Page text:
data indicate record decrease in GDP
Icy economic climate
thin trading in the last two weeks of 2008, EUR-USD was relatively
unspectacular at around 1.40. However, in the first full trading week of the
new year, the market started gathering steam again: the pound was this weekâ€™s
winner; it rose significantly against the dollar and the euro. GBP-USD gained
over 5% to 1.53, EUR-GBP fell more than 6% to about 0.90. The sharp movement
appears to have been due to sizeable short positions in pounds, which had been
built up during December, being closed prior to the BoEâ€™s interest rate
decision. Some economic indicators, such as retail sales, had not been quite as
bad as expected, which is also likely to have played a part. Furthermore, it
was uncertain how big the central bankâ€™s rate cut would be. And in fact the
bank rate was â€śonlyâ€ť cut by 50 basis points to 1.50%.
was some movement in EUR-USD too. By Tuesday afternoon, the euro had dropped by
around 6 cents to just over 1.33. The momentum in the dollarâ€™s favour was
triggered by equity markets, where risk appetite appeared to have increased
somewhat at the start of the new year. First and foremost, the new US
economic stimulus package gave rise to some premature optimism. Barack Obama,
who will be inaugurated as US
president on 20 January, and the new Congress, which now has a Democratic
majority, are working full steam ahead on a massive stimulus package. It is
reported that this package, which is to be passed by mid-February, will be in
the region of $775bn, i.e. about 5% of GDP, and run for two years. Compared to
that, the German governmentâ€™s new â‚¬50bn stimulus plan looks relatively modest.
the second half of the week, however, the mood became more subdued again.
back, and the dollar weakened. Towards the end of the week, EUR-USD was around
1.37. Markets were brought back down to earth by the economic data coming in:
the ADP indicator showed a record loss in December of almost 700,000 jobs in
private sector. In the eurozone, the economic data published were disastrous: in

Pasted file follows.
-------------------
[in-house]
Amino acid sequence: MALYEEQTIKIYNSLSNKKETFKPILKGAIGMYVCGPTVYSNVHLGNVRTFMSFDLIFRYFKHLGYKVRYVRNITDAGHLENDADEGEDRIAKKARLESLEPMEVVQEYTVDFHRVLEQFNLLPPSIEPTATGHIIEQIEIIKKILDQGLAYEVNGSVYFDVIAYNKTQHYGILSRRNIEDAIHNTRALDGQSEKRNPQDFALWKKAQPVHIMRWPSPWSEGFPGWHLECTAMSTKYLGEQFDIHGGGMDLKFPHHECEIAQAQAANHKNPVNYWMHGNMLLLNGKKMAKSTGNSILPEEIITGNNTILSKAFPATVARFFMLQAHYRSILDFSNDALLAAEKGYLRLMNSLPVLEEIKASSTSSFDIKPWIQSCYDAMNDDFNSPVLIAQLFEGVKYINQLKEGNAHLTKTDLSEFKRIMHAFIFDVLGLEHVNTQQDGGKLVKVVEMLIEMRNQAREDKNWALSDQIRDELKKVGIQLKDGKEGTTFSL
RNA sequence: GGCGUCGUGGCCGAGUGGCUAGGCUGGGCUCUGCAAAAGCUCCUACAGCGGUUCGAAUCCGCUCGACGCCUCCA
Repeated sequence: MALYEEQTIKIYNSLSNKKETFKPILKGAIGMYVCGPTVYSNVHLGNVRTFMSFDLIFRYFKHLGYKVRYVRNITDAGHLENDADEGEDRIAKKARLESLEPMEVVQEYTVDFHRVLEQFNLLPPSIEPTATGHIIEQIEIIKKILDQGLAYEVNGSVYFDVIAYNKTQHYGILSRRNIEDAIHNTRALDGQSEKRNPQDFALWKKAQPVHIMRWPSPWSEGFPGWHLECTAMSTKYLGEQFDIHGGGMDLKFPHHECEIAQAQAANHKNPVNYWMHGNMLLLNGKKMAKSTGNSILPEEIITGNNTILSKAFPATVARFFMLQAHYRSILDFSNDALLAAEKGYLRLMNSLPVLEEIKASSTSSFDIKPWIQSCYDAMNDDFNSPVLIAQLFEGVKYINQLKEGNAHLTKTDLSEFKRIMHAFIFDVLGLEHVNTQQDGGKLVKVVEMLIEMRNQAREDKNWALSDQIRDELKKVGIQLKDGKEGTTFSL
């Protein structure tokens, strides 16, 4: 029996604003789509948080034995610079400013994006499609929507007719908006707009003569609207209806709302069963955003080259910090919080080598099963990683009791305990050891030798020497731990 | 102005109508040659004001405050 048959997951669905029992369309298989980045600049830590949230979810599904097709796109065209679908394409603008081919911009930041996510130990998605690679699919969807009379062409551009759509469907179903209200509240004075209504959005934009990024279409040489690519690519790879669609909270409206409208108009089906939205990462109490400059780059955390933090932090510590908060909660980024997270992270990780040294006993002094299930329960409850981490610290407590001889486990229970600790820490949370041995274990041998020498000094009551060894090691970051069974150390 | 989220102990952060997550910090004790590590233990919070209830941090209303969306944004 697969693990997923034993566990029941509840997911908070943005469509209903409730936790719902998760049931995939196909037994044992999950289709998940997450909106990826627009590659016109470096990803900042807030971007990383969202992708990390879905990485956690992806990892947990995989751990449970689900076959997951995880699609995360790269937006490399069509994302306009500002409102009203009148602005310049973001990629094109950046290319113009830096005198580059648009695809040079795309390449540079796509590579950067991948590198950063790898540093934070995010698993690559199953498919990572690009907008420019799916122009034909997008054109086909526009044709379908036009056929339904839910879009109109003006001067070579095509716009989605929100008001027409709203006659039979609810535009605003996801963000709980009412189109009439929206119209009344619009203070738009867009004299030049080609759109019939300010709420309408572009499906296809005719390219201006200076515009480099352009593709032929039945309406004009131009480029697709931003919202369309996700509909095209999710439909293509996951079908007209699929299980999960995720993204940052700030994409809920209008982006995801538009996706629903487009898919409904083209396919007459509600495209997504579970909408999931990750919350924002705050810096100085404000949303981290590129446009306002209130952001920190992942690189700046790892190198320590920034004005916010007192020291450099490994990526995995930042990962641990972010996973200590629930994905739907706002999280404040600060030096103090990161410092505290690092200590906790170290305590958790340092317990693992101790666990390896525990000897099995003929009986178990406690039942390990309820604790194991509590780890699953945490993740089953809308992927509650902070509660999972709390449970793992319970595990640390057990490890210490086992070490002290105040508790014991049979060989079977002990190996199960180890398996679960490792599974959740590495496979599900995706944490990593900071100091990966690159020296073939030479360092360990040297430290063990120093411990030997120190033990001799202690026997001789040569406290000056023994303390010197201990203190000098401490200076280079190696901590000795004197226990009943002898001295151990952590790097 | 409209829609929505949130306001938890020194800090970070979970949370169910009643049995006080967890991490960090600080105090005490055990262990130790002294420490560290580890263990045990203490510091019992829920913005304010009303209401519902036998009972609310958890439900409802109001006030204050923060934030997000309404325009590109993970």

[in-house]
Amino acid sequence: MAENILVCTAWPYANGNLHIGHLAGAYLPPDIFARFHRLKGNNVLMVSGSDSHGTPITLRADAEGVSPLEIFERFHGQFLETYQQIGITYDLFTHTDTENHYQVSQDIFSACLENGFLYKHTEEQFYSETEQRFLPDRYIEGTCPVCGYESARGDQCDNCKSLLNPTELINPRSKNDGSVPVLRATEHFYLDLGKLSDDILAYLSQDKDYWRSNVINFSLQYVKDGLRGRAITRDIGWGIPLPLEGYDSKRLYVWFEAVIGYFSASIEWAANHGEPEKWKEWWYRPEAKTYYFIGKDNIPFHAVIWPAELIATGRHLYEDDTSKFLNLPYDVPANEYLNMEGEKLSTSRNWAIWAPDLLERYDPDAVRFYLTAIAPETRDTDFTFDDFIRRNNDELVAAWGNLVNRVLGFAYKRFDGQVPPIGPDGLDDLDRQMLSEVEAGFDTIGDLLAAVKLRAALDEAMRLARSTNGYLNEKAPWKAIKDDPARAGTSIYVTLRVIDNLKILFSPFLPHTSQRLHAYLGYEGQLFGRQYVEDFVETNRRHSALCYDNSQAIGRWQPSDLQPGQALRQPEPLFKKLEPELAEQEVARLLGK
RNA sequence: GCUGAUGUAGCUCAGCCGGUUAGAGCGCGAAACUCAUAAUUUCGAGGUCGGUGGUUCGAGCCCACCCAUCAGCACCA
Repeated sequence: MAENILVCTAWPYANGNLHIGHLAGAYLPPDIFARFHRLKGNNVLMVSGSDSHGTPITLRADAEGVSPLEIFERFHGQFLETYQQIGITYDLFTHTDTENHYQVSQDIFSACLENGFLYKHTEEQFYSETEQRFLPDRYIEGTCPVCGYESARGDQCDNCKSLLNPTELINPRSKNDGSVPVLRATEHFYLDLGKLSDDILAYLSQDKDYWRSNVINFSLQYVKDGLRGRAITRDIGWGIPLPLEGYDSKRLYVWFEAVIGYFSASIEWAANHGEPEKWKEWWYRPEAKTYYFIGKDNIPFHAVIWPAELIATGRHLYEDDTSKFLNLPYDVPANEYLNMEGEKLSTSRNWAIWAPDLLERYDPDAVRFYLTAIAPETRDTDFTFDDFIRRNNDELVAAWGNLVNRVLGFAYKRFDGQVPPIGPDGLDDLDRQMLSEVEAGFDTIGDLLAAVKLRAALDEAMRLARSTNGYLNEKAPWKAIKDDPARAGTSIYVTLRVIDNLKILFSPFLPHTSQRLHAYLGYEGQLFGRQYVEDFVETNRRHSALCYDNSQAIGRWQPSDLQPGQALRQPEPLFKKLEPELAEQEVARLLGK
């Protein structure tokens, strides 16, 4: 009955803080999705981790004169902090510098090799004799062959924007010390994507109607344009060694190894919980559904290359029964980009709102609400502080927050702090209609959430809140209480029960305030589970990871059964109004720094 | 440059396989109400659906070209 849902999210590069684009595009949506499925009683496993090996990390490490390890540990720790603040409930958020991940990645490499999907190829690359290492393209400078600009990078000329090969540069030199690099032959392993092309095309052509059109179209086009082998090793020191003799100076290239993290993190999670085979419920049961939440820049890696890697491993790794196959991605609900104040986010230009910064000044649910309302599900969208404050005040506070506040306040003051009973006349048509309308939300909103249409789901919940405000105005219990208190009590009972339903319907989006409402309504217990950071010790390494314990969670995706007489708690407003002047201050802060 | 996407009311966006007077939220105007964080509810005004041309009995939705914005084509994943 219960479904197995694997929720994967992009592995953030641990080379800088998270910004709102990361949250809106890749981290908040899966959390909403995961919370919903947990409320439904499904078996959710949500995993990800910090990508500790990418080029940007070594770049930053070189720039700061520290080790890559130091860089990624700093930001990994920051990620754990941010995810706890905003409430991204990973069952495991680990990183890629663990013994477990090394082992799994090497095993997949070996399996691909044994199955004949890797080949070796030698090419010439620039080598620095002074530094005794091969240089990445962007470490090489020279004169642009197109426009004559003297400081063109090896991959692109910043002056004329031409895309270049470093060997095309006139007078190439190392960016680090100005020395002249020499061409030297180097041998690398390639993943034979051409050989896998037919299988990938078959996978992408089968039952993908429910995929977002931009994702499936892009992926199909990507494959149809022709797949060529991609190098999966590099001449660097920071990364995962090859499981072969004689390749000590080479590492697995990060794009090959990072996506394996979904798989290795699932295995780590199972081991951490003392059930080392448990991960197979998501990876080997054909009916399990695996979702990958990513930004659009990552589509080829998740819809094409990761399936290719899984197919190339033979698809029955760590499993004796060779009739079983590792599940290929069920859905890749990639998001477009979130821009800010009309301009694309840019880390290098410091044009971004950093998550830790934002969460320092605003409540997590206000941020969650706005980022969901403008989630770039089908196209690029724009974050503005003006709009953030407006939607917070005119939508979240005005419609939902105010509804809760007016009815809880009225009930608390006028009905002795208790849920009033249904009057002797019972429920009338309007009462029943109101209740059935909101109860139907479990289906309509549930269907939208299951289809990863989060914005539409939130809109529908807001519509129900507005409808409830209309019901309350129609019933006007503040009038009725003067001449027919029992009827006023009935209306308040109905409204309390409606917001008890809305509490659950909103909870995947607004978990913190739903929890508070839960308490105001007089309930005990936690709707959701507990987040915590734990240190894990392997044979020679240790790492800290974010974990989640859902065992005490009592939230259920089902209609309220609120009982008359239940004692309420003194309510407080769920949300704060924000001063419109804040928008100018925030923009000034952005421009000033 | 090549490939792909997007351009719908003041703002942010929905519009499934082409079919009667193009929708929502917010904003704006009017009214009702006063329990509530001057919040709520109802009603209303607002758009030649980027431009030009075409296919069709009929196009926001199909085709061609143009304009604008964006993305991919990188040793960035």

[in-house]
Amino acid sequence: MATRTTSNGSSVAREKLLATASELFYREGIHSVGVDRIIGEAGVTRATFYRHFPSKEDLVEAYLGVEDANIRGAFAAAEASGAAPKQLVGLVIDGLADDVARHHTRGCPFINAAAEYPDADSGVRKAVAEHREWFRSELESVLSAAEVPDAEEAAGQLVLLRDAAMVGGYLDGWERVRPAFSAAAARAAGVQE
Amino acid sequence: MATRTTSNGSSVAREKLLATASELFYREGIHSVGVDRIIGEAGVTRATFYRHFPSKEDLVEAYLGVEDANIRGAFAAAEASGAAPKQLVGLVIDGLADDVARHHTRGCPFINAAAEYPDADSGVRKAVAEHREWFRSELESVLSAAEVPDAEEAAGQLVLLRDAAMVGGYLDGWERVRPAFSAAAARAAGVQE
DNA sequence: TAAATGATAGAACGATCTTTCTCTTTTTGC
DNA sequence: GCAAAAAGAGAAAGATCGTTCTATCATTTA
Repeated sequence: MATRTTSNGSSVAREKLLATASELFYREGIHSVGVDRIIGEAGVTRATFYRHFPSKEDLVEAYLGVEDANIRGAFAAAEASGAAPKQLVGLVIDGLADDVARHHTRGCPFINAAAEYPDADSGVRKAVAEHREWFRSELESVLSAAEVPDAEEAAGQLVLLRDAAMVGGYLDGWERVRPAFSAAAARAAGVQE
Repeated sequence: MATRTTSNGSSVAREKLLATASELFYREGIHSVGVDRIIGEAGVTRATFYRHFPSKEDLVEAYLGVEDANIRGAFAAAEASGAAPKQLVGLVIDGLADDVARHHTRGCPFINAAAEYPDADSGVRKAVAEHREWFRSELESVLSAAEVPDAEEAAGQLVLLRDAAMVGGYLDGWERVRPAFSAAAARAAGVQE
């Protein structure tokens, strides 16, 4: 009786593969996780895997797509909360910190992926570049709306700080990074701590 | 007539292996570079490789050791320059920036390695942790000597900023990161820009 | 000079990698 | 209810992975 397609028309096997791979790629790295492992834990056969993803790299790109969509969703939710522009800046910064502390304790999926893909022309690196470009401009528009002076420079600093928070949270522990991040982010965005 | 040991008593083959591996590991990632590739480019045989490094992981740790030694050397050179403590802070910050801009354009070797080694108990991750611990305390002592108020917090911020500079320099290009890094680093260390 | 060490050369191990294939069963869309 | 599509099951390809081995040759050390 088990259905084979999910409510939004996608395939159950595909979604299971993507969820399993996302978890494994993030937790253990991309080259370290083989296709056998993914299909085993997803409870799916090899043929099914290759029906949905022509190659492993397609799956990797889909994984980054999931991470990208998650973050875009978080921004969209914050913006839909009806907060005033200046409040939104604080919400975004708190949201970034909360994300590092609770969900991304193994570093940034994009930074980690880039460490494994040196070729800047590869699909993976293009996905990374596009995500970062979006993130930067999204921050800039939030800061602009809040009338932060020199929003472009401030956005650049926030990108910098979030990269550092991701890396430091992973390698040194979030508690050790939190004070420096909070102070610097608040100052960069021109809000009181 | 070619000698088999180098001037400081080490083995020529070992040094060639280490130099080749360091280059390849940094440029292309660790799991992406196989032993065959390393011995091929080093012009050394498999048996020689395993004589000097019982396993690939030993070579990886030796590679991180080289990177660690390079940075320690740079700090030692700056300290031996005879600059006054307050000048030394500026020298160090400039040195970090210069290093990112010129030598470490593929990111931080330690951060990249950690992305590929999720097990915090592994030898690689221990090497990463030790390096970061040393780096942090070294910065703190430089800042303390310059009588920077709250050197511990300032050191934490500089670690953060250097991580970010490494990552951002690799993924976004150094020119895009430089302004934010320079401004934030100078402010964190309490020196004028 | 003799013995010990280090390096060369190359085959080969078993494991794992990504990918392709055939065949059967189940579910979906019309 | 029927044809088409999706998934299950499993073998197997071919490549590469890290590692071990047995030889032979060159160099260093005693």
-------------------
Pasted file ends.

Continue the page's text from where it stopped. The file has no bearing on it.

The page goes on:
November, German exports slumped by over 10% month-on-month, and industrial new
orders in the manufacturing sector plunged by
as in October. German industrial production fell by 3.1% in November. If
production remains unchanged in December â€“ and this is by no means certain â€“
there would be a quarter-on-quarter decline of 5.0% in Q4. in France,
things look even worse: there, the quarter-on-quarter decline in Q4 would be
the worst fears for the fourth quarter seem to be coming true. The current
there could be a quarter-on-quarter drop of up to 2% in German GDP in Q4.
Things do not look much better for the eurozone as a whole either. What is
particularly scary, however, is that the trend throughout the whole of Europe
is still pointing downwards. The EU Commissionâ€™s survey results, for instance,
deteriorated sharply again in December. The economic sentiment indicator
plummeted from 74.9 to 67.1. That is the lowest level by far since 1985 when
these figures started being recorded.
December, the ECB governing council had emphasized that the interest rate
was â€śopenâ€ť. After the meeting, some council members had even signalled that
they would prefer to leave interest rates unchanged in January. However, the
latest data are so bad, that we now think a 50 bp interest rate cut is the most
likely option next Thursday. Even Bundesbank president Axel Weber, one of the
hawks, admitted in a recent speech that some of the downside risks listed in
the December projections of the Bundesbank and the Eurosystem, had already become
evident, and that the last quarter of 2008 was likely to turn out worse than
previously expected. The economy was not likely to pick up again until 2010.
is still not clear, however, what course of action the ECB will take on
Thursday. If interest
are cut, the ECB will probably try to diminish further interest rate cut expectations,
as it did in December. If, on the other hand, the central bank leaves interest
rates unchanged, it will at least have to acknowledge additional growth risks
and thus indicate its willingness to cut rates.
will therefore be no clear signals for the markets. But, regardless of how the
ECB acts on
economic developments will in the end force monetary policy to reduce interest
rates further. The interest rate cycle in the eurozone still has a long way to
go before reaching its trough.
Rieke +49 69 718-4114
Grabbe / Klaus NĂ¤fken
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Mon 19 Mar 2018 Tue 20 Mar 2018 AA 9:30 GB- CPI A 10:00 DE- ZEW Survey Wed 21 Mar 2018 AA 03:00 AU- Employment AA 9:30 GB- Employment A 12:30 US- Current Account AA 14:00 US- Existing Homes Sales A 14:30 US- EIA Crude A A18:00 US- Fed Rate Decision A 21:00 NZ- RBNZ Rate Decision Thu 22 Mar 2018 AA All Day flash PMIs AA 9:30 GB- Retail Sales AA 12:00 GB- Bank Of England Decision A 13:30 US- Weekly Jobless Fri 23 Mar 2018 AA 12:30 CA- CPI/Retail Sales A 12:30 US- Durable Goods A 14:00 US- New Homes Sales
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